Polygon Launches Alpha Testnet For STARK-Based L2 Miden

Miden seeks to introduce high throughput parallelized execution to Polygon’s line-up of Ethereum scaling solutions.

By: Mehab Qureshi Loading...

Polygon Launches Alpha Testnet For STARK-Based L2 Miden

Polygon, one of the top teams working on Ethereum scaling solutions, launched the alpha testnet deployment for Miden, its upcoming STARK-based rollup.

Announced on May 6, Polygon said developers can experiment with executing simple smart contracts including asset transfers, token minting, and faucet development on the testnet.

Polygon emphasized that Miden is designed to facilitate high-throughput parallel transaction execution. Unlike most blockchains, networks that support parallelized execution do not have to rely on linearly sequential transaction verification, unlocking greater throughput.

“Polygon Miden is a zero-knowledge rollup for private, high-throughput applications,” Polygon said in its documentation for Miden. “Developers can build applications that are infeasible on other systems [including] high-throughput privacy-preserving dApps for DeFi... and on-chain games with languages such as Rust and TypeScript.”

Miden’s alpha testnet users can also launch public and private accounts and notes — which facilitate private parallelized execution on Miden.

Polygon's scaling suite

Miden expands Polygon’s suite of Ethereum scaling solutions, which include its PoS Chain sidechain, ZkEVM zero-knowledge rollup, and modular Chain Development Kit.

While Polygon ZkEVM currently offers the greatest throughput and privacy of Polygon's mainnet solutions, its adoption has been sluggish compared to rival zkEVM networks since its deployment on March 27, 2023.

According to L2beat, Polygon ZkEVM currently hosts a total value locked (TVL) of $159.1 million. However, Polygon plans to unify its ZkEVM and PoS Chain — which boasts a TVL of more than $1 billion — in a bid to combine ZkEVM’s features with PoS Chain’s sizable user base and TVL.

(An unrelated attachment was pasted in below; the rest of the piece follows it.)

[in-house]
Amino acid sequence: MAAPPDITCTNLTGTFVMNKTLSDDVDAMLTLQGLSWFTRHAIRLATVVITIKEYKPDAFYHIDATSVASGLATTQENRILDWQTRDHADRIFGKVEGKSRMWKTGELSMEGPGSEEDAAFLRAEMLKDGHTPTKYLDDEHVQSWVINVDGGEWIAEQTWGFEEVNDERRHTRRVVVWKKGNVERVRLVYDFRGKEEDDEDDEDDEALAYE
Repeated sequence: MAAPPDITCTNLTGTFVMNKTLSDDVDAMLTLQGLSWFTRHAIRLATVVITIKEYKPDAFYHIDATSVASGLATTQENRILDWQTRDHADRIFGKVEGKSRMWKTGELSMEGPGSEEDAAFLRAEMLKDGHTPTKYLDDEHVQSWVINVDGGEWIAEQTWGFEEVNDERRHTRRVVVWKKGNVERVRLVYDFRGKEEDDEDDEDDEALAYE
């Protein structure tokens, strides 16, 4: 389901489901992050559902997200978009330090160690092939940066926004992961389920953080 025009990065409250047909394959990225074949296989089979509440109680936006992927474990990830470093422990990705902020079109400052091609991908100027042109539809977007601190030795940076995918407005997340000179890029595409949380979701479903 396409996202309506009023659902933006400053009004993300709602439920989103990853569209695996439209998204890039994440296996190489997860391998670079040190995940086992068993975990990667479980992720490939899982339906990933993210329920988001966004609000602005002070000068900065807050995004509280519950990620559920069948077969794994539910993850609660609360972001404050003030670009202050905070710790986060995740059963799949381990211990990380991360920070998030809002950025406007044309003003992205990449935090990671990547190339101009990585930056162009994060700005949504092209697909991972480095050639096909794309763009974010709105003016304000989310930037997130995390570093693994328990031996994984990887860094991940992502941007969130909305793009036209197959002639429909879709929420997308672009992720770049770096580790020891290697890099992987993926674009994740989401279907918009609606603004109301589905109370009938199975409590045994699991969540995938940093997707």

This positions Miden as Polygon’s solution for specialized high-throughput applications, including on-chain order book-based exchanges, complex web3 games, and advanced wallets leveraging account abstraction. By contrast, the ZkEVM-PoS Chain will provide a sizable ecosystem of users and protocols that dApp developers can plug into.

Miden’s architecture

Rollups bolster the scalability of Ethereum by processing transactions on Layer 2 before bundling them for batched finalization on Ethereum’s mainnet. Rollups secured by zero-knowledge proofs, also known as ZK-rollups, allow transaction verification while revealing minimal data to the broader network.

Polygon first announced Miden in November 2021, touting the chain’s use of zk-STARKs — which were pioneered by StarkWare — to further improve transaction privacy compared to other ZK-rollups. At the time, Polygon said zk-STARKs allow the creation of proofs that “verify that a program was executed correctly, without the need for re-executing the program or even knowing what the program was.”

Elley Habiba, a web3 developer, told The Defiant that zk-STARKs also offer security benefits over competing architectures for Layer 2 networks.

“[Zk-STARKS] are special because they don't rely on a 'trusted setup' — a process that… could be a security weakness,” Habiba said.

However, Habiba noted that L2s using zk-STARKs typically require increased storage costs compared to other zk-rollups.

In its May 6 tweet, Polygon emphasized that Miden clients can generate proofs locally, reducing the network load associated with zk-STARKs.

“Miden can locally generate proofs for their own state transitions without having to disclose the state to the network. and client-side proofs lower the burden on the network,” Polygon said.

The price of Polygon’s MATIC token is up 6.9% over the past seven days, but tumbled 4.2% in 24 hours alongside the broader crypto markets, according to CoinGecko.